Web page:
Hera, Queen of Gods by T.D. Thomas
* Spoilers are highlighted like so :)
What do you do when you are Hera, Queen of the Gods, facing impossible odds? Well, you rise to the challenge and you win at all costs, because you know, you’re Hera, Queen of the Gods.
In what may be T.D. Thomas’s first full length published work we meet Hera and a host of other Greek Gods. The Gods are on the mortal plane attempting to locate and to free the three Fates who have been kidnapped by an unknown and nefarious enemy bent on destroying the gods and “unmaking” both the Heavens and the mortal world.
Hera, Zeus, Apollo, Athena, Artemis, Hermes and Demeter each take over a mortal teenager’s body – then set about finding the Fates. They run into several monsters and challenges early on, and encounter an unusual and important teenager named Justin. Justin is identified as a “Dreamer” – someone with the power to control his dreams in the reality known as “The Dreamlands”. Because Gods don’t dream or sleep, they rarely visit the Dreamlands -- and the clues to the Fate’s disappearance leads to the Dreamlands.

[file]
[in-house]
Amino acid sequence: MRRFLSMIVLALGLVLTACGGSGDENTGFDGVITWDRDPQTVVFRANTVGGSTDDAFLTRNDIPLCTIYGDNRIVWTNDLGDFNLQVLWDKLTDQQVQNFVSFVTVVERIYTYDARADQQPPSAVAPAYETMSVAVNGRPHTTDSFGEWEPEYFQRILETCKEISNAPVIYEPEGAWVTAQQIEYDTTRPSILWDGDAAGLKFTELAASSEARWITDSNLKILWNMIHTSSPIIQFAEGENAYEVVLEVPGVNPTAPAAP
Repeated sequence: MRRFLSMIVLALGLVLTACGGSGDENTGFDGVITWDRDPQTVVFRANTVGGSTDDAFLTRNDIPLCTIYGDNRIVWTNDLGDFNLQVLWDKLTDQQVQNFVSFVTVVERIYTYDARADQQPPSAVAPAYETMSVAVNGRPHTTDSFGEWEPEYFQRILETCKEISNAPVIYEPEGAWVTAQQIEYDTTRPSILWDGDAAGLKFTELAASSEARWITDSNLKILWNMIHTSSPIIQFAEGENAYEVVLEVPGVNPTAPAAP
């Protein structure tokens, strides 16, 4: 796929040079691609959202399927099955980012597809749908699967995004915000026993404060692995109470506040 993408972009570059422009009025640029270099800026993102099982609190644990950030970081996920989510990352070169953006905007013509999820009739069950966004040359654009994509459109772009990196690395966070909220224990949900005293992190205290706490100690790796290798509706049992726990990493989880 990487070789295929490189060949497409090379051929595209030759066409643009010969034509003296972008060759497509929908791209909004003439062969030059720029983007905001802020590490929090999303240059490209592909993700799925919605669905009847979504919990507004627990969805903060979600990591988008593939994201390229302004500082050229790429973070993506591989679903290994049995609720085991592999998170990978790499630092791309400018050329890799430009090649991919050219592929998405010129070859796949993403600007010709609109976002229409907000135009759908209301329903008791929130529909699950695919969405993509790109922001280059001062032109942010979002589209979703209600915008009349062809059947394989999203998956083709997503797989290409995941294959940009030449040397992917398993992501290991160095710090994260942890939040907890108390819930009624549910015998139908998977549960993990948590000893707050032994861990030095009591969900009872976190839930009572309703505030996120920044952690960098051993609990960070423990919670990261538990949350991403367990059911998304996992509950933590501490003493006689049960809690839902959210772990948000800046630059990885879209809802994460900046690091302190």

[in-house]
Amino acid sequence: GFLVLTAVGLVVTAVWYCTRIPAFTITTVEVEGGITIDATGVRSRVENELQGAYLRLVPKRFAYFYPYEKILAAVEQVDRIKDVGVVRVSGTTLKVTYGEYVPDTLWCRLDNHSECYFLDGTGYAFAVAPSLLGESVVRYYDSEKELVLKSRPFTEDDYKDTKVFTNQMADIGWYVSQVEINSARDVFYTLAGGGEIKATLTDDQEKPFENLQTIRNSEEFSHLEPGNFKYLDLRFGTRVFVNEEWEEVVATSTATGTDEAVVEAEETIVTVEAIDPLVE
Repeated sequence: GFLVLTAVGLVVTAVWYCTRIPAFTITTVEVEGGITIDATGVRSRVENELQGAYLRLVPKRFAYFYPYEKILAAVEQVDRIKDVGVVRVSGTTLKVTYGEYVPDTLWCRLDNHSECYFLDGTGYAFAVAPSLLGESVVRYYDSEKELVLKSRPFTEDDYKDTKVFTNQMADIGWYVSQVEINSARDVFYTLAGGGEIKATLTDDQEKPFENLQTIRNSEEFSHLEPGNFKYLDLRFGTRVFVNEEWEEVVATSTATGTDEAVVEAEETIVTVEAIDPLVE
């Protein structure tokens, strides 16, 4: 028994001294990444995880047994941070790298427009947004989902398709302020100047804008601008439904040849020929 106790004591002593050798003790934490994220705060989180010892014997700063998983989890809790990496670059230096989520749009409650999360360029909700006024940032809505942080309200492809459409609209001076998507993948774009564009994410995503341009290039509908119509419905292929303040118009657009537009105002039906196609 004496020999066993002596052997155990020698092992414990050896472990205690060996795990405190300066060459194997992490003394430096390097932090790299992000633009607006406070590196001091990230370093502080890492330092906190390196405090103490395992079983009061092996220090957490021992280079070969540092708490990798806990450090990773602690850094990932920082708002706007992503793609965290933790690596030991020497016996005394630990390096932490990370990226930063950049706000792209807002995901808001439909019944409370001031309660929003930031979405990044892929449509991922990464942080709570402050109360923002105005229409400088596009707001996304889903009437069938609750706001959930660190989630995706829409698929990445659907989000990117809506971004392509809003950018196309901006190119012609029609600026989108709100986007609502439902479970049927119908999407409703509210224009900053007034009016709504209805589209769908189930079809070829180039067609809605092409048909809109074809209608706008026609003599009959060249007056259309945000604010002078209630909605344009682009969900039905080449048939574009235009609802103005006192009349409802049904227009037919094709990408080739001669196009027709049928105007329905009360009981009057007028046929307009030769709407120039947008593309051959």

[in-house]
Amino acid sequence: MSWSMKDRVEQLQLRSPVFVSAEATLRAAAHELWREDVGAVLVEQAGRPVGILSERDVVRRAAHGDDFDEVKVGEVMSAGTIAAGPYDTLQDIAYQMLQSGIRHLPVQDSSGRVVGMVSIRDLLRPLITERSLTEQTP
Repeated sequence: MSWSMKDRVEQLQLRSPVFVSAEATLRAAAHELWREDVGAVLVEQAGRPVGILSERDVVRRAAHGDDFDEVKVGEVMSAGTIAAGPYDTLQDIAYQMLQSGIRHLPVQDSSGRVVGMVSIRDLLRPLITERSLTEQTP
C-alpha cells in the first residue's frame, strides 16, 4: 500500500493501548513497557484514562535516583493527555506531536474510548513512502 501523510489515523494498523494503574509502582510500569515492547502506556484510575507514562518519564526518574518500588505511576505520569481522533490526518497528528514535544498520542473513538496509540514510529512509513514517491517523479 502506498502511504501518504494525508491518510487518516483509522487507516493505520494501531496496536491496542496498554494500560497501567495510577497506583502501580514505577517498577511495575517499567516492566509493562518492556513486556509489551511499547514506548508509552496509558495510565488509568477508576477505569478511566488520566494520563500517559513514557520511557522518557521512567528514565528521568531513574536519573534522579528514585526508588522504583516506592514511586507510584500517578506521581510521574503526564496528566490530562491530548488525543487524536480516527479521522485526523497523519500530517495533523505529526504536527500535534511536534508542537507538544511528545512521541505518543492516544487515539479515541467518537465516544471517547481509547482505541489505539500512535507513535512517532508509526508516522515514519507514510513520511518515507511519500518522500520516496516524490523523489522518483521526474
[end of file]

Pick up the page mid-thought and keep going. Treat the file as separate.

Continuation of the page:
The action picks up from this point, building to the confrontation between Hera, the Gods that are left on the mortal plane, the monsters and the unnamed, unidentified nemesis. As a side plotline Justin and Hera predictably fall in love and agonize about being in love with each other.
The start of the story is very slow and it drags a lot in some places. Some judicious pruning of the text and action could go a long way to making this book move faster. In some places the flow was choppy, and the pacing uneven. Many extraneous details are provided. On the other hand, the action scenes are very good and the prose surprisingly decent. Thankfully there is no hint of Twilight or 50 Shades of Grey level of writing here!
Although it is labeled as YA – it is not nearly as graphic or explicit and adult themed as many YA labeled books are (e.g. Twilight and the like). Some libraries might be tempted to place this in the Juvenile collection next to Rick Riordan and his Olympian series which it somewhat mimics.
An Oona Review